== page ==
Looking Back: Franklin County’s history April 5th

Franklin County’s history

Take a look back at Franklin County’s history through news and photos that appeared in local newspapers 25, 50, and 100 years ago onApril. 5th.

25 Years Ago 

April5,1996Monday

“Chickens are doing extra duty to lay enough eggs for Easter” 

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Bunnies get all the glory, but the hen may be the unsung hero of Easter.   

U.S. farmers sell about 50 million dozen more eggs during the two weeks before Easter than during an average two-week period, but chickens can’t just lay according to the needs of the market.   

“The hens don’t listen when you tell them it’s Easter,” said Lee Shrader, professor of agricultural economics for Purdue University in Indiana.  

Chickens lay eggs almost every day at the beginning of an eight-month laying cycle but may slow their rate to every other day at the end, Shrader said. 

 After chickens shed feathers, they start producing more eggs again. Farmers can make the birds molt sooner by dimming the lights in the birds’ sheds and by feeding the birds less. 

Or they can delay molting and keep the hens laying lots of eggs by giving them ample feed and keeping the lights bright.  

Shrader said farmers often delay a molt until after Easter to keep hens in production.  

Eggs are also stockpiled and may not be as fresh as usual at Easter. 

EASTER EGG FACTS 

A survey by H.J. Heinz Co. shows these trends in decorating and hiding Easter eggs. 

  • 36 of families who dye eggs for Easter use the color blue.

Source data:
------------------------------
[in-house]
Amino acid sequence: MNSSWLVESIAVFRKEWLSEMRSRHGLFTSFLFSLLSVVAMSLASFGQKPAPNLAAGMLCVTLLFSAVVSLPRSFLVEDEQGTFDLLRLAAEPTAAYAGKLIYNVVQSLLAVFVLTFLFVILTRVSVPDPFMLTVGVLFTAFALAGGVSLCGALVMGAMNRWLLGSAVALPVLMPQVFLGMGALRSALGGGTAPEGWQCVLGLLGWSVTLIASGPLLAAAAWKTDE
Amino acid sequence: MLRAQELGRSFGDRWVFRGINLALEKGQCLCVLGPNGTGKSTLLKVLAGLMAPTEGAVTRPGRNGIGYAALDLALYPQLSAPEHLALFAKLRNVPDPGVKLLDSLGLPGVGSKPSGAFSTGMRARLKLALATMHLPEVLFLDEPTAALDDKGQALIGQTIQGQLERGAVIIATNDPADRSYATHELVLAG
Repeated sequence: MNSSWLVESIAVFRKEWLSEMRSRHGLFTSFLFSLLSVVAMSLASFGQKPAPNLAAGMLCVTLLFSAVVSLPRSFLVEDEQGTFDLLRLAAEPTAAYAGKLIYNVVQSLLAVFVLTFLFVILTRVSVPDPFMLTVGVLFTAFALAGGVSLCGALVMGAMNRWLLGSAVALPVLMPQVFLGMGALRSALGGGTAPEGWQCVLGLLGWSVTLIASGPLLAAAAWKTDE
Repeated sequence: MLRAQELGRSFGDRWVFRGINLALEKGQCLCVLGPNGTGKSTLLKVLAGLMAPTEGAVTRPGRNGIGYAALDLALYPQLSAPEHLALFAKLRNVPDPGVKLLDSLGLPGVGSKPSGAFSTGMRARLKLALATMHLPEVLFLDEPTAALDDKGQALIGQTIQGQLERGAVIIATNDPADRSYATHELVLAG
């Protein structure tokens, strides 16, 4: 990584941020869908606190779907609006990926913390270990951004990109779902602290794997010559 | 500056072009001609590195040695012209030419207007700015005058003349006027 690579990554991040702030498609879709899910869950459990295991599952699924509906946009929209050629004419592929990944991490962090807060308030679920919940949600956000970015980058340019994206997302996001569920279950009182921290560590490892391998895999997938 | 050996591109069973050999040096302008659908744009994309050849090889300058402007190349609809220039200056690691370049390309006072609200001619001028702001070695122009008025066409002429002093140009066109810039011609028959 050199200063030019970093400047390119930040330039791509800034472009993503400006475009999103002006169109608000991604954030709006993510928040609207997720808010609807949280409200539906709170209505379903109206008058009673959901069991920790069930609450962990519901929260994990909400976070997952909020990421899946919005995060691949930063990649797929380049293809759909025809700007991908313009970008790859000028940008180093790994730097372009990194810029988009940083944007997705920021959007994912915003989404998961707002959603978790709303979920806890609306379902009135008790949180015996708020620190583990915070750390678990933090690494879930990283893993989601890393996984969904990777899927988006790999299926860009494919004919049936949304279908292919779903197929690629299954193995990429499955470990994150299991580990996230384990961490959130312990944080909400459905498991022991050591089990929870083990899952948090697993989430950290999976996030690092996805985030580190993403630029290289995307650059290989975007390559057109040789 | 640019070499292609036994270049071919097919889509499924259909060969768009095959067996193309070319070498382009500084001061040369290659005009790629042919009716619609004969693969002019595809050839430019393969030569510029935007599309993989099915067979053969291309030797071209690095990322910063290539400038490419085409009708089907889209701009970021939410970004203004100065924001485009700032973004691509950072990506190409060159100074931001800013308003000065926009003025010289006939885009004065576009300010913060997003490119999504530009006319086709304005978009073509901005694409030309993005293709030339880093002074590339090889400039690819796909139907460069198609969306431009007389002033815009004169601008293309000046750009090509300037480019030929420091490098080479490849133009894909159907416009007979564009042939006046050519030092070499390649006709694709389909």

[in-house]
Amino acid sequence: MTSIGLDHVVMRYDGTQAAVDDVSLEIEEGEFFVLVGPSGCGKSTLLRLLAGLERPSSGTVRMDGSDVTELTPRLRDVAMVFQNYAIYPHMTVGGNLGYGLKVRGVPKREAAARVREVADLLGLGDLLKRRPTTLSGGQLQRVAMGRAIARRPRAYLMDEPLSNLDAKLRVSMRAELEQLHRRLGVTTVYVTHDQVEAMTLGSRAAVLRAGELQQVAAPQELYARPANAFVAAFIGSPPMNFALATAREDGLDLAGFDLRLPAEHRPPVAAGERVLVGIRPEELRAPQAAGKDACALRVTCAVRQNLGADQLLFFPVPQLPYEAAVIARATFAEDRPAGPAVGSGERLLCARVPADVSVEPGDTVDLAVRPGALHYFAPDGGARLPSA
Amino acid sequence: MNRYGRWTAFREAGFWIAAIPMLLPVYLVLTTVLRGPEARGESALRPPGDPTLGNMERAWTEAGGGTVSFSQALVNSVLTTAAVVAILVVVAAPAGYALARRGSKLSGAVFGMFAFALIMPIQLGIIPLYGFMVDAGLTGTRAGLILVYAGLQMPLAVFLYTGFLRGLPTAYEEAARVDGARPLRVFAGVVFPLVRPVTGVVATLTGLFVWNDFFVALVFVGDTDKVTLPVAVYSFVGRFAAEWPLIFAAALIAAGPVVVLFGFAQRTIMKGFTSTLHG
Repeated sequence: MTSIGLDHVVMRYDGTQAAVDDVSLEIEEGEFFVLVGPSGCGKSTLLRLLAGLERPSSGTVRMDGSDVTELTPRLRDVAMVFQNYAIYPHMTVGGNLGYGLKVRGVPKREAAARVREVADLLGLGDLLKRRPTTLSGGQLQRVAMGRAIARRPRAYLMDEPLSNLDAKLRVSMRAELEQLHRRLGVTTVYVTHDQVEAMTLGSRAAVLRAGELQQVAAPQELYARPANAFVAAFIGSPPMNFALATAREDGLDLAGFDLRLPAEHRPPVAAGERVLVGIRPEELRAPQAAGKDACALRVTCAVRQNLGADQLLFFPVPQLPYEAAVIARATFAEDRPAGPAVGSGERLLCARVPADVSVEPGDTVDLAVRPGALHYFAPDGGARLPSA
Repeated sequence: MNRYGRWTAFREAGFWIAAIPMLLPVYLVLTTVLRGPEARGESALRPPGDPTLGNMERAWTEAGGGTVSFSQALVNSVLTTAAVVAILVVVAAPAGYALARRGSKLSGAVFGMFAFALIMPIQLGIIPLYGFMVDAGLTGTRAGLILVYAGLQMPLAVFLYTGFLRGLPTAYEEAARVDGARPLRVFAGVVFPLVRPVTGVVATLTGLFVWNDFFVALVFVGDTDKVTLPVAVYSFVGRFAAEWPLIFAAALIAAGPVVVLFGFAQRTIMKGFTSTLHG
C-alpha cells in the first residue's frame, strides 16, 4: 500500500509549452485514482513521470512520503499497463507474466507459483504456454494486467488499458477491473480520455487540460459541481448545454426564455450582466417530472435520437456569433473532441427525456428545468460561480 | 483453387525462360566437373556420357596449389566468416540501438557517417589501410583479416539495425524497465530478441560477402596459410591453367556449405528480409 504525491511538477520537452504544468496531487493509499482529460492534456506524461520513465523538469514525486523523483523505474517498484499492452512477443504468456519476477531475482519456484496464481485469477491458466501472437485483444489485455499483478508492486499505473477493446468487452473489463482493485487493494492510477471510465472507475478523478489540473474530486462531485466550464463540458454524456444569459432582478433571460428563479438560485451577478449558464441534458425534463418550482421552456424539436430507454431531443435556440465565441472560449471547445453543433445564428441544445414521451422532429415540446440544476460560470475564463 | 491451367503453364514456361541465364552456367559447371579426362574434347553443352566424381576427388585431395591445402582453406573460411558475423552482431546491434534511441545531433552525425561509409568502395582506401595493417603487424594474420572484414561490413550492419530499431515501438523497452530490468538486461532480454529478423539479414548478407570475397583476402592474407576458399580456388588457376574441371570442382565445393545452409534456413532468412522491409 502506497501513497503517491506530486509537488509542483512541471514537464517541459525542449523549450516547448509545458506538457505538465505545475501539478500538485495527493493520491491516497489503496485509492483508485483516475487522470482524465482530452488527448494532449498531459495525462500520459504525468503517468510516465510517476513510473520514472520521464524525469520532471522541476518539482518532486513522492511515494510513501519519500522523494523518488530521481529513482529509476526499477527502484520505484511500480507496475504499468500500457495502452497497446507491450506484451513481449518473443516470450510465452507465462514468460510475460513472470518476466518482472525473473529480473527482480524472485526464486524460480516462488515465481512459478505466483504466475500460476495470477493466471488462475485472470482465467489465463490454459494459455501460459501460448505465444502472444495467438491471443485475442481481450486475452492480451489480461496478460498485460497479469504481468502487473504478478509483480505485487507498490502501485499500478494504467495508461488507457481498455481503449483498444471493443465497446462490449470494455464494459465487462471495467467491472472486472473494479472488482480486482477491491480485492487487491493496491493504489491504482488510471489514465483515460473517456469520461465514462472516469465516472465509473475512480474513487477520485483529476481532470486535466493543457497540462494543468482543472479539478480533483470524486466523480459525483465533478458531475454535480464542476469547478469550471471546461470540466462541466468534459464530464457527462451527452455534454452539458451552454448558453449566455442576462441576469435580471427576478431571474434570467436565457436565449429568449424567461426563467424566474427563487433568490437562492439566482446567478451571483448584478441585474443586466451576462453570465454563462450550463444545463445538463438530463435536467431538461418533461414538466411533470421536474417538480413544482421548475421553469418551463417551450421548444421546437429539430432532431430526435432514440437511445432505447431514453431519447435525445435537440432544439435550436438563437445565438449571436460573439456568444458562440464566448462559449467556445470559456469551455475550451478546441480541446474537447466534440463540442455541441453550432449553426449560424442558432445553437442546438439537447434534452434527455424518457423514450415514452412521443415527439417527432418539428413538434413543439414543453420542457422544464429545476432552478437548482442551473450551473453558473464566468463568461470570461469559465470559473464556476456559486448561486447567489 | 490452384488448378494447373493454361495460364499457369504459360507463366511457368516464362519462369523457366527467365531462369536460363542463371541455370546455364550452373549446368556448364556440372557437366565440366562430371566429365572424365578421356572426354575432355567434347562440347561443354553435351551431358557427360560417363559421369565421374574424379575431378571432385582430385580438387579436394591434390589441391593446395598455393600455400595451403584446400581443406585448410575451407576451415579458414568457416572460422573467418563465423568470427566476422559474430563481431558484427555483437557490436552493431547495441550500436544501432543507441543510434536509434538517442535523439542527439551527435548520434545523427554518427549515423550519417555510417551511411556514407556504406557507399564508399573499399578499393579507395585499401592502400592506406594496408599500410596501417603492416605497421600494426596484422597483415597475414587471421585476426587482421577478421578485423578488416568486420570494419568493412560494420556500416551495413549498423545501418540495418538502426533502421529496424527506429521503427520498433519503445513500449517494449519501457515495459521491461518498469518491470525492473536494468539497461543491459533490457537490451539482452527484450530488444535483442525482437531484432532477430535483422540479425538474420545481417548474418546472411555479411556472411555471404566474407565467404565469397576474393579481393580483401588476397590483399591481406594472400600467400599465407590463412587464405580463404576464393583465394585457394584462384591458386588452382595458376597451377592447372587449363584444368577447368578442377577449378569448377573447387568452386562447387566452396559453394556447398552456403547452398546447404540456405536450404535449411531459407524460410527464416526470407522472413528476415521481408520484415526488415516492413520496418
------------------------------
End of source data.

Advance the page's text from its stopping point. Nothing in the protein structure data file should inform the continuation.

• More than 20 said they usually hide them outside near shrubs, bushes and trees. Hiding eggs inside and around furniture is a prime location for 8. 
  • Be careful when putting on shoes after the holiday:  4 said an empty pair is a good hiding spot. 

50 Years Ago                                                                                                          

April5, 1971 –Monday

“Centennial Album Produced By SSC” 

“The Sounds of 100,” a long-playing record album of interviews and music, has been produced by Shippensburg State College as part of the centennial year observance currently underway at the college.  

The record, which contains a brief, narrative history of the college and personal anecdotes of a number of key Shippensburg people, was produced by the Centennial Committee.  Co-chairmen of the committee are Robert F. Lesher, Hagerstown, a 1929 graduate who did the actual narration, and Donald G. Ernakovich, assistant to the president at the college and centennial executive director, a 1964 alumnus.  

The record is a limited edition collector’s album.  The remaining copies are on sale in the college Book Store and through the office of alumni affairs.  All proceeds go directly to support the many special activities which have taken place at SSC throughout the centennial year.  

 Among those interviewed on the album are Keith B. Allan, professor emeritus and formerly of the geography department; James C. Weaver, professor emeritus and chairman of the music department for many years; “Mom” Clippinger Cornmerer, long-time manager of the college Book Store; Alma M. Winton, professor emeritus and former head librarian, Marion Blook Reisner, professor emeritus and chairman of the English department for many years; President Emeritus Harry L. Kriner; current Student Association president C. David Kramer; President Emeritus Ralph E. Heiges, and current college president Gilmore B. Seavers.  

The record includes musical selections by a number of college student music groups. 

100 Years Ago 

April5, 1921Tuesday

As in fable, Tortoise Beats Hare 

“Unique Race at Wilson College” 

County's history April 5th

Remember the fable of the persevering tortoise’s victory over the hare?  Wilson College girls at Chambersburg, Pa., staged such 35 yards. Sara Pearce (left) sophomore president, chose the hare.  Rachel Guerin,  freshman President. piloted the tortoise to victory. The hare stopped to nibble grass.  Time: 12 minutes.  


MORE FRANKLIN COUNTY HISTORY

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